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A steak craving by Sibling1 during her recent visit back to Sydney from the Old Dart resulted in two steak related meals.
First up was a dinner at Fix St James, and second was lunch at Kingsley's Steakhouse.
The location of the first dinner was decided via Twitter after a lot of ruminating over menus and options lead to a public plea for help. Suggestions came immediately from the Twitterati – namely the Chophouse and a tweet from Mr Fix St James himself, Stuart Knox that they did a mean steak. Lo and behold, a couple of days later they were the recipient of Time Out Sydney’s “Best Steak” award!
Perusal of the respective menus by the sibling lead to a post midnight Twitter reservation for dinner.
Unfortunately the lighting there was just a little dim for my little P&S that I had brought along (I’m not quite yet confident enough to drag out the new Canon 450D at every meal, preferring to try to be discreet when I can), so the photos are really quite inadequate for anything other than a general impression. Given that I didn’t end up having steak myself (the only one available on the night was the Cape Grim Scotch Fillet Tagliata), I’ll probably get some better photos at a later point of the Wagyu Flank with Chips & Eschallot Sauce ($29) that I want to try, as well as a better one of the Tagliata.
First up was the Stuffed Zucchini Flowers ($3.50ea), which I’d had on my first visit. Second time around they were still light and crispy. Because my photos were so diabolically bad, here is my photo from my previous meal.
Naturally the sibling, being the one in need of iron, ordered the Cape Grim Scotch Fillet Tagliata ($35).
Whilst I, my interest having been piqued by various Tweets on the dish, went for the Bollito Misto with Mustard Fruits.
I’ll be upfront here and admit to being marginally clueless about precisely what Bollito Misto (“boiled meats”) was, but since having had it, I have done a bit of reading up on the dish.
Bollito Misto hails from the Piedmont/ Piemonte region and is also eaten in Lombardy and Emilia. In fact during my online mini research into the dish, there seemed to be a little occasional regional competition regarding ownership of its origins. With regional variations, at its core it consists of boiled meats (up to seven) such as beef, veal, pork, chicken, tongue, cotechino sausage and sometimes pig’s trotters or even a pig’s head.
The boiled meats are served with a variety of condiments, but the only one required is bagnetto verde (or “bagnèt”), which is similar to salsa verde.
I actually read on one website that if you want to be hardcore about it, you can go the way of seven meats and seven sauces, but this seemed to be an exceptional view.
As this was my first experience with this dish, I admit that I didn’t know quite what to expect taste wise. I have a natural preference for strong tastes, and am conscious that this means that with the passage of time, my tastebuds may have been at risk of being inured to the detriment of more delicate and subtle tastes. A dish such as this is not a natural choice for me, and it really is as simple as this – had I not read repeated tweets about it and been intrigued, I’d not have ordered it. Am I usually this susceptible? No, but I had actually gone to Fix St James expecting to have steak, so it was a spur of the moment thing.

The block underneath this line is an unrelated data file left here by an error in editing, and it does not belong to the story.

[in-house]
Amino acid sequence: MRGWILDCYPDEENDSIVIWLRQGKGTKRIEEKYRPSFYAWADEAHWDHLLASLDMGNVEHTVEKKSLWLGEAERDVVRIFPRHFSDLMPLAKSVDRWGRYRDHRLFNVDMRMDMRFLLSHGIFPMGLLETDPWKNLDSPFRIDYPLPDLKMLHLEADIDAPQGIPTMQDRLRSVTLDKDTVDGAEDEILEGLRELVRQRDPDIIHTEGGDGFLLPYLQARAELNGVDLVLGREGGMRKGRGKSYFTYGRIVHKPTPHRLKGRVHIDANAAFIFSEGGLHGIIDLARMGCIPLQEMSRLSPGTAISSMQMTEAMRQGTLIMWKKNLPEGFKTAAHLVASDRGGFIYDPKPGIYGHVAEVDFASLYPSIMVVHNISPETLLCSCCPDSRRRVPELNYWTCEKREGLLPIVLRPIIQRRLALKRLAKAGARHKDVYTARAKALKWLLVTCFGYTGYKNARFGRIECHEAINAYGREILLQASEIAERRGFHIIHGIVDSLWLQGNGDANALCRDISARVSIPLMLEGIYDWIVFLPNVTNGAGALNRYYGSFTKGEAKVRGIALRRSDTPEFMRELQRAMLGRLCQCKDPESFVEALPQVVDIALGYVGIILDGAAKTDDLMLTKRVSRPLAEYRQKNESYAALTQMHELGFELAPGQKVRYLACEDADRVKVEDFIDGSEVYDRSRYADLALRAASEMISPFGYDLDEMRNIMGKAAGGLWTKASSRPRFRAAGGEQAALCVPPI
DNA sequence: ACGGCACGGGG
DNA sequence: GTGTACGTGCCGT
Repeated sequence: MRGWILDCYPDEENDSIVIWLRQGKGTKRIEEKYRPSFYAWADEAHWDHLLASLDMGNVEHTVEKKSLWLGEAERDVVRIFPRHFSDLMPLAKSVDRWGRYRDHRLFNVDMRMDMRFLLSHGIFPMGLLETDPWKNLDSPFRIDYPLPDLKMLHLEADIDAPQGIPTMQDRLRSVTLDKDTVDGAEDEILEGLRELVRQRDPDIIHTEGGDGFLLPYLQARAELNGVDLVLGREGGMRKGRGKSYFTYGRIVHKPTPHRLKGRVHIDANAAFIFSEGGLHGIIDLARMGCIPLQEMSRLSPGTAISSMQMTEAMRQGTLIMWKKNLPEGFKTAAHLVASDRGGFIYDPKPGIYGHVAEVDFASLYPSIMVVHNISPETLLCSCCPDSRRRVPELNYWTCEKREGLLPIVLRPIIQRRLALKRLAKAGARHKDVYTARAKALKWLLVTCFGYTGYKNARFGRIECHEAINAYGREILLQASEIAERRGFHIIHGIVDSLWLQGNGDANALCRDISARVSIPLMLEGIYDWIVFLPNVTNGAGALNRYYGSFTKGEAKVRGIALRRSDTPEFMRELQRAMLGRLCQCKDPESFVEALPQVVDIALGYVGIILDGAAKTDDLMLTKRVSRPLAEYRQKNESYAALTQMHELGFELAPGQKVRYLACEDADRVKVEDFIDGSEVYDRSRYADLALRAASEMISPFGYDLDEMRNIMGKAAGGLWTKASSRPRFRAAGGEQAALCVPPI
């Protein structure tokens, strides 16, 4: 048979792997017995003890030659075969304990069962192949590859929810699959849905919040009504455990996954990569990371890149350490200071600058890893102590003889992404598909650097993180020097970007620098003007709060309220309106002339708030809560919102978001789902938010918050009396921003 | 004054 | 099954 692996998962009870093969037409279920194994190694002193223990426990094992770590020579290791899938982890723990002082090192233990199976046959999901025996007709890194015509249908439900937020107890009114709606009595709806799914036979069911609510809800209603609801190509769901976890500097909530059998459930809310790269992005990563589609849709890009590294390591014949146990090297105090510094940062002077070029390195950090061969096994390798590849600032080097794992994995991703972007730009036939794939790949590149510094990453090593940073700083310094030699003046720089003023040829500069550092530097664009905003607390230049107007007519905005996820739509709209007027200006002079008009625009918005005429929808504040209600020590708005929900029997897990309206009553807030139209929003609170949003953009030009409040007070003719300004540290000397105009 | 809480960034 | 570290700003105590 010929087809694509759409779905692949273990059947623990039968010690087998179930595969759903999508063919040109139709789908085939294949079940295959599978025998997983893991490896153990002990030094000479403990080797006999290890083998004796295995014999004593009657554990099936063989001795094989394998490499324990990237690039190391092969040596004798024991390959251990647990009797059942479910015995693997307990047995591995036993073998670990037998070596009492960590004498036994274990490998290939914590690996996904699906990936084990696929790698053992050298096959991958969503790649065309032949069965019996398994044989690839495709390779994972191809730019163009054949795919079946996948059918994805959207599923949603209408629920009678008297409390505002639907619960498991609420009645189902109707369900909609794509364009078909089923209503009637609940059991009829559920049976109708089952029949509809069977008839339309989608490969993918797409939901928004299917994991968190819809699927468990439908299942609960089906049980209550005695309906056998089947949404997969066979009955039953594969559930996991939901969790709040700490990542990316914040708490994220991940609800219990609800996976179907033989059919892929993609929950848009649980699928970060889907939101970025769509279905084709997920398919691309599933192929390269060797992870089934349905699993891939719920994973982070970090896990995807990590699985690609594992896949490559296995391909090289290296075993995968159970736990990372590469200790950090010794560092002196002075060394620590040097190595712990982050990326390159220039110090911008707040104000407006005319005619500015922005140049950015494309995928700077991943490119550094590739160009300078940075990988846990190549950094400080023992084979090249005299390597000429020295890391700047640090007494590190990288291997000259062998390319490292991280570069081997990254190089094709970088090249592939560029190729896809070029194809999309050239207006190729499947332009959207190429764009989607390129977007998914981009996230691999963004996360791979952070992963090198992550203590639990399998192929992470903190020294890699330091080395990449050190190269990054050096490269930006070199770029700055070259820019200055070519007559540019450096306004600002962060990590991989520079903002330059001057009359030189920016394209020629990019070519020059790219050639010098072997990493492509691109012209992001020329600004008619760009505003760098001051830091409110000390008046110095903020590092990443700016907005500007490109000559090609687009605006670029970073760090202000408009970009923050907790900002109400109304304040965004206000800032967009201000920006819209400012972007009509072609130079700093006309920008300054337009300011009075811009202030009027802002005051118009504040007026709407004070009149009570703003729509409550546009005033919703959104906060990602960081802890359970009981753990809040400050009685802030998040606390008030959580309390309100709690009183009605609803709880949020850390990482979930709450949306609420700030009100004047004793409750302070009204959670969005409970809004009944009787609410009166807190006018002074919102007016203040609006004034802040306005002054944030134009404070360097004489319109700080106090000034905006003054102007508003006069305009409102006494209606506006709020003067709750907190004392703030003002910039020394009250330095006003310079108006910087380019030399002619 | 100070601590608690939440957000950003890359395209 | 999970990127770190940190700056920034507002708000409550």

This dish struck me as very much an Autumn/ Winter dish. It was very earthy, and the bagnetto verde made perfect sense as an accompaniment. The chicken was tender to just the right level; I’m not much of a Hainanese Chicken Rice person but the immediate comparison came to mind when I ate the chicken was that it was cooked to what would be the perfect level for Hainanese Chicken. The beef was tender and if you peer carefully at my blurry photo you can see the sausage, which is next to the vegetables. I think that for me, what I liked most about the Bollito Misto was actually the broth, and though I know that one isn’t meant to drink it as a soup, I actually would have quite liked to have had a small bowl of it, as I found it quite moreish.
Segueing back to the Tagliata, I didn’t feel that I could take any more than one slice of the beef from my sister but that small morsel of Cape Grim scotch fillet was pretty tasty, and I wanted some more of it. I quite like that on the Cape Grim website you can read about some of the farmers and even track your beef back to the farmer! The site doesn’t seem to have been updated though, as Fix St James is not listed as a restaurant serving their beef....!
The restaurant was fairly busy during the evening but Stuart took the time out to come over to say hi a few times – thank you Stuart! Unbeknownst to me at the time, he was multitasking with the occasional tweet as well LOL.
We decided that we could fit in some dessert and so it was one Warm Chocolate Pudding ($14) each.
What’s not to like about warm chocolate puddings with the centre oozing chocolate? It came with a small jug of blueberry compote which I somehow neglected to photograph. Neither my sister nor I really used the cream; we found the blueberries more to our tastes because they cut through the richness of the chocolate.
Many thanks to the Stuart and his staff for the lovely evening and congratulations on the Time Out award.
I will return to Fix St James because I want to try the Wagyu Flank, and because I want a Tagliata of mine own.....I have to say that what little I had of the Tagliata it was markedly tastier than the steak I had at Kingsley's but that's for the next blogpost....
Meanwhile, here is the gratuitous watch shot from the evening - the Omega Speedmaster Professional "Snoopy Award".